With an average of 120 pages per script, screenwriters must employ an economy of words to execute their ideas . . . and do so in a way that is memorable for their audience. What we say matters.

Absolutely every word must count. And the best phrases stay with their audience, in some cases so much so that the string of words becomes part of our everyday speech.

    “If you build it, he will come.”(1)

To help me frame my thoughts, I consulted Bob Mayer’s The Novel Writer’s Toolkit and its section on dialogue.

    Dialogue can reveal a great amount of information about your characters.
    “Well, I believe in the soul, the c—, the p—-, the small of a woman’s back, the hanging curve ball, high fiber, good scotch, that the novels of Susan Sontag are self-indulgent, overrated crap. I believe Lee Harvey Oswald acted alone. I believe there ought to be a constitutional amendment outlawing Astroturf and the designated hitter. I believe in the sweet spot, soft-core pornography, opening your presents Christmas morning rather than Christmas Eve and I believe in long, slow, deep, soft, wet kisses that last three days.”(2)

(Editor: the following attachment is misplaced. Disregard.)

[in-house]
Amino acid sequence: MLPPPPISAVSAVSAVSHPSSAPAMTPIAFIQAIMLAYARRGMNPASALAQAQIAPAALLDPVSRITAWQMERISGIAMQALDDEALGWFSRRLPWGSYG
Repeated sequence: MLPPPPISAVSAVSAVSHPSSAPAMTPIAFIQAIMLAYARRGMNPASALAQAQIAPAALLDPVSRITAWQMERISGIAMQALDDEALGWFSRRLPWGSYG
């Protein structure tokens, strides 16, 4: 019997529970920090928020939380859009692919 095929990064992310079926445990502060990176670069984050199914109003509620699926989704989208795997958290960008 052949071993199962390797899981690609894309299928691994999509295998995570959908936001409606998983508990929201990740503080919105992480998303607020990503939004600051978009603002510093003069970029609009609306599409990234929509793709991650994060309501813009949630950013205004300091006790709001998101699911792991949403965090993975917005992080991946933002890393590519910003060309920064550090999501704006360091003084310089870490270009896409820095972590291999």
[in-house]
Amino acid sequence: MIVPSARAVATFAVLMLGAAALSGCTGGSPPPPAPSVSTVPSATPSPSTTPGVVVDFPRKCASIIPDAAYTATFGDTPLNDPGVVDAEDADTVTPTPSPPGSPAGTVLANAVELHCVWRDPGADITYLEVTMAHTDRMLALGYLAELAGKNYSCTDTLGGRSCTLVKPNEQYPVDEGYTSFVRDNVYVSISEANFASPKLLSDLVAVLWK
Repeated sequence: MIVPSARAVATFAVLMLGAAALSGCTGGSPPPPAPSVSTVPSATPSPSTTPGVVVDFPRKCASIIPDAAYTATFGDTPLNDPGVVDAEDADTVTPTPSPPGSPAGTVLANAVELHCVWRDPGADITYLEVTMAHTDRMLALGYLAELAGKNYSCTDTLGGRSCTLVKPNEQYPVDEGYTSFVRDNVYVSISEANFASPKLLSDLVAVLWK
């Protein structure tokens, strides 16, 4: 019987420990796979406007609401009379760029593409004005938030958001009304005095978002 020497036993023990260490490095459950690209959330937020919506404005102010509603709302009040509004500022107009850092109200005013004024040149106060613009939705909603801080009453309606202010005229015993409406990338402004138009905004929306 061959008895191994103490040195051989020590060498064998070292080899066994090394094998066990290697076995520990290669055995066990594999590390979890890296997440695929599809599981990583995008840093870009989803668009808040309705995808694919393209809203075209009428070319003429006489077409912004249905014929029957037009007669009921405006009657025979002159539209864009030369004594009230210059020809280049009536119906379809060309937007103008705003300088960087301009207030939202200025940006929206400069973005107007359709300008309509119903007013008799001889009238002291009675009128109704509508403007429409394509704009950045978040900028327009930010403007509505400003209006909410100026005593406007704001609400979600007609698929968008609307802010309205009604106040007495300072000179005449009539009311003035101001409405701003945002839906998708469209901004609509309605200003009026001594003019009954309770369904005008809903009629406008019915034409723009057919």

Dialogue can reveal motivations…
    “Show me the money!”(3)

    You have to consider whether what a person says is the truth.
    “That guy is tense. Tension is a killer. I used to be in a barbershop quartet in Skokie, Illinois. The baritone was this guy named Kip Diskin, big fat guy, I mean, like, orca fat. He was so stressed in the morning…”(4)